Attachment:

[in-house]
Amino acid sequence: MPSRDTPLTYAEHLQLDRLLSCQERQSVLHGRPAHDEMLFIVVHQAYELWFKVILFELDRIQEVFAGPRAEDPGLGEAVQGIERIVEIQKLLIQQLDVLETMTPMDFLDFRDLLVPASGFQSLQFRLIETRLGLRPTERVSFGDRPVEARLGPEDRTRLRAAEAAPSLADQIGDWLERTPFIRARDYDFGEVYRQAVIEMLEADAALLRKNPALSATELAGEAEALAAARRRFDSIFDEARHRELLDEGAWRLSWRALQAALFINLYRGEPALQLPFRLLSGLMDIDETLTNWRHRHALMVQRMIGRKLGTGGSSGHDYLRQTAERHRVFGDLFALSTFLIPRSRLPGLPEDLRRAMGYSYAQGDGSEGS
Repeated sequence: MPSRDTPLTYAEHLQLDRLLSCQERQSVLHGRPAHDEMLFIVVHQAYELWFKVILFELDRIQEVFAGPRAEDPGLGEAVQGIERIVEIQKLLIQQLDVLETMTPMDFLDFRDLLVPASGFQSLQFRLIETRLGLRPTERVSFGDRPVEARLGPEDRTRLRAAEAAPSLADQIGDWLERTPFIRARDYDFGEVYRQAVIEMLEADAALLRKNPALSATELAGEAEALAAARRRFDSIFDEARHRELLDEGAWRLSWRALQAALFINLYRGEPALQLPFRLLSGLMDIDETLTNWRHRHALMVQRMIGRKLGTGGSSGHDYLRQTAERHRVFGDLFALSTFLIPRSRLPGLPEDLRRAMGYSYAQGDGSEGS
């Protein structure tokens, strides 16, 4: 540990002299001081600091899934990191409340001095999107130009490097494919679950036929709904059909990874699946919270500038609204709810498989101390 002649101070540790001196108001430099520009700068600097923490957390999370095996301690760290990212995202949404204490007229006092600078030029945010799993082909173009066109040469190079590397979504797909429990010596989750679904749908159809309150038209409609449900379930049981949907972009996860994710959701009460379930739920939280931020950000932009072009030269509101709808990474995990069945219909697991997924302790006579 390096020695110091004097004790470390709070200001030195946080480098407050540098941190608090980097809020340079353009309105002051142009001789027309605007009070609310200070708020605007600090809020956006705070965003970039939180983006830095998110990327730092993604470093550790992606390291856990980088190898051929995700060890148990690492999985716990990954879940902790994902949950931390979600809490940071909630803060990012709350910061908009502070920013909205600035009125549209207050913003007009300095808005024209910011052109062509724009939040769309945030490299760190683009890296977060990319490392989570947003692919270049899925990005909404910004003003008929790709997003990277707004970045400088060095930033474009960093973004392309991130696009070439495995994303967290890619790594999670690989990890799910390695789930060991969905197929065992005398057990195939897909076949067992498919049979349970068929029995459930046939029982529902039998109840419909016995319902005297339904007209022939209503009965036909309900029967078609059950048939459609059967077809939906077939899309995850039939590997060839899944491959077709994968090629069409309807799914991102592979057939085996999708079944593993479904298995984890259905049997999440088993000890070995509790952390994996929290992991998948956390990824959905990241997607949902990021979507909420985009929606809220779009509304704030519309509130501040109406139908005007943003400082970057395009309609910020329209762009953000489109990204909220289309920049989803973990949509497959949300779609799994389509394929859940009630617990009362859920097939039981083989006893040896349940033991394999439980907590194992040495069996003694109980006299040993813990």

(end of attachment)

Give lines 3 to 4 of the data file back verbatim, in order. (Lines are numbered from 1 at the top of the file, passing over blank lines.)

Repeated sequence: MPSRDTPLTYAEHLQLDRLLSCQERQSVLHGRPAHDEMLFIVVHQAYELWFKVILFELDRIQEVFAGPRAEDPGLGEAVQGIERIVEIQKLLIQQLDVLETMTPMDFLDFRDLLVPASGFQSLQFRLIETRLGLRPTERVSFGDRPVEARLGPEDRTRLRAAEAAPSLADQIGDWLERTPFIRARDYDFGEVYRQAVIEMLEADAALLRKNPALSATELAGEAEALAAARRRFDSIFDEARHRELLDEGAWRLSWRALQAALFINLYRGEPALQLPFRLLSGLMDIDETLTNWRHRHALMVQRMIGRKLGTGGSSGHDYLRQTAERHRVFGDLFALSTFLIPRSRLPGLPEDLRRAMGYSYAQGDGSEGS
């Protein structure tokens, strides 16, 4: 540990002299001081600091899934990191409340001095999107130009490097494919679950036929709904059909990874699946919270500038609204709810498989101390 002649101070540790001196108001430099520009700068600097923490957390999370095996301690760290990212995202949404204490007229006092600078030029945010799993082909173009066109040469190079590397979504797909429990010596989750679904749908159809309150038209409609449900379930049981949907972009996860994710959701009460379930739920939280931020950000932009072009030269509101709808990474995990069945219909697991997924302790006579 390096020695110091004097004790470390709070200001030195946080480098407050540098941190608090980097809020340079353009309105002051142009001789027309605007009070609310200070708020605007600090809020956006705070965003970039939180983006830095998110990327730092993604470093550790992606390291856990980088190898051929995700060890148990690492999985716990990954879940902790994902949950931390979600809490940071909630803060990012709350910061908009502070920013909205600035009125549209207050913003007009300095808005024209910011052109062509724009939040769309945030490299760190683009890296977060990319490392989570947003692919270049899925990005909404910004003003008929790709997003990277707004970045400088060095930033474009960093973004392309991130696009070439495995994303967290890619790594999670690989990890799910390695789930060991969905197929065992005398057990195939897909076949067992498919049979349970068929029995459930046939029982529902039998109840419909016995319902005297339904007209022939209503009965036909309900029967078609059950048939459609059967077809939906077939899309995850039939590997060839899944491959077709994968090629069409309807799914991102592979057939085996999708079944593993479904298995984890259905049997999440088993000890070995509790952390994996929290992991998948956390990824959905990241997607949902990021979507909420985009929606809220779009509304704030519309509130501040109406139908005007943003400082970057395009309609910020329209762009953000489109990204909220289309920049989803973990949509497959949300779609799994389509394929859940009630617990009362859920097939039981083989006893040896349940033991394999439980907590194992040495069996003694109980006299040993813990």